UMB Bank, N.A.
Daniel S. Bleck Mintz, Levin,
Cohn, Ferris,
Glovsky &
Eric R. Blythe
Co-Counsel to
UMB Bank, N.A.
J. Frasher Murphy Haynes
and Boone
Thomas J. Zaval

Counsel to the

Special Residents

Robin Russell Hunton
Catherine A. Diktaban
United States
John Casey Roy Office of the
U.S. Trustee
Jayson B. Ruff Houston
Debtor's Claims
Sheryl Betance Stretto Irvine, Calif.

DIP Financing Motion

The company requests approval of up to $3.4 million in superpriority, priming, senior secured DIP financing, with up to $1.5 million on an interim basis, from bond trustee UMB Bank. The DIP financing bears interest at 5.625%, with 7.625% for the default rate, and matures on the earlier of an event of default or Oct. 6.

The DIP proceeds may be used to finance the debtor’s ongoing working capital needs, fund the maintenance and preservation of the community and pay the administrative fees of the case.

To secure the DIP financing, the debtor proposes to grant first priority liens on all assets against the debtor’s assets except for avoidance actions or their proceeds and charitable assets and superpriority administrative expense claim. The DIP liens would remain subject to the permitted liens and the carve out.

The facility contemplates the reimbursement to UMB Bank for its reasonable out-of-pocket expenses and trustee fees, as well as the reasonable fees and expenses of the trustee’s attorneys and advisors.

As a condition to obtaining the DIP financing, the debtor made various stipulations, including:

  • The bond claim is a valid claim in an aggregate principal amount of not less than $140.34 million;

  • There are no offsets, defenses or counterclaims to the bond claim, and no portion of the bond claim is subject to recharacterization, disallowance, reduction or subordination;

  • The bond claim constitutes an allowable secured claim;

  • The debtor has irrevocably waived, discharged and released any rights it may have to challenge or object to the bond claim, and/or to challenge or object to the security for the bond claim;

  • The $5.5 million in trustee-held funds are held in trust for the bondholders, or, in the alternative, the debtor acknowledges that the trustee holds a valid perfected possessory security interest in the trustee-held funds; and

  • The debtor will file an escrow motion seeking authority to deposit all entrance fees collected postpetition into a newly established escrow account and, subject to entry of an order, to return the escrowed fees to new residents under the certain circumstances.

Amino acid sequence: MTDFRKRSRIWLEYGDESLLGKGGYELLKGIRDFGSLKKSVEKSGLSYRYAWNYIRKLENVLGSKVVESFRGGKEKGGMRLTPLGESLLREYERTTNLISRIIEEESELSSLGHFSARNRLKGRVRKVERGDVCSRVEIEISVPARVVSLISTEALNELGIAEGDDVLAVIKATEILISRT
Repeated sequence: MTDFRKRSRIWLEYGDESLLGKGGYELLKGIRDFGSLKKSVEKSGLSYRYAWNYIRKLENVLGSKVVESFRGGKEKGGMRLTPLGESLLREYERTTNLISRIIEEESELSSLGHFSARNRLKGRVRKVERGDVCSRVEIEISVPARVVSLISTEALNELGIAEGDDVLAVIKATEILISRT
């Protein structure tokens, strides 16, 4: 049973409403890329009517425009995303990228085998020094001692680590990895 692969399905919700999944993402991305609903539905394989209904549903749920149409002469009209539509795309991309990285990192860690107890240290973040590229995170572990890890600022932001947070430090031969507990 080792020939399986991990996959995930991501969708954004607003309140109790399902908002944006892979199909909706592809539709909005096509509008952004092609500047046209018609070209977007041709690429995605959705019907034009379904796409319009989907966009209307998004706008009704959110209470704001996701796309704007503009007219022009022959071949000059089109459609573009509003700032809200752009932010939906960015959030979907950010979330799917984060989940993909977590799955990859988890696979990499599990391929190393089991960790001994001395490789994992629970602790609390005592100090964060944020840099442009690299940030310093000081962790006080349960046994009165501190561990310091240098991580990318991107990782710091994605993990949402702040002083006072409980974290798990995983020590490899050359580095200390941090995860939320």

The debtor also requests authority to use the cash collateral of UMB Bank. The company proposes the following adequate protection to its prepetition trustee: (i) “rollover” liens (subject to the postpetition liens, permitted liens and the carve-out); (ii) allowed superpriority administrative expense claims; (iii) supplemental liens on the debtor’s assets, exclusive of the charitable assets, the avoidance actions and their proceeds (subject to the postpetition liens, permitted liens and the carve-out) and (iv) financial reports.

In addition, the debtor proposes a waiver of the estates’ right to seek to surcharge its collateral pursuant to Bankruptcy Code section 506(c) and the “equities of the case” exception under section 552(b).

The carve-out is $200,000. The proposed carve-out for any official committee of unsecured creditors is the “unpaid dollar amount of the fees and expenses of professionals retained by the Committee, if any, to the extent (i) incurred or accrued prior to the occurrence of an Event of Default and remaining unpaid, and (ii) provided for under the Budget.”

The challenge period for any official committee of unsecured creditors is 45 days from its formation. The debtor agrees not to use the prepetition collateral or its proceeds to investigate or prosecute claims against UMB Bank, including avoidance actions.

The proposed budget for the use of the DIP facility is HERE.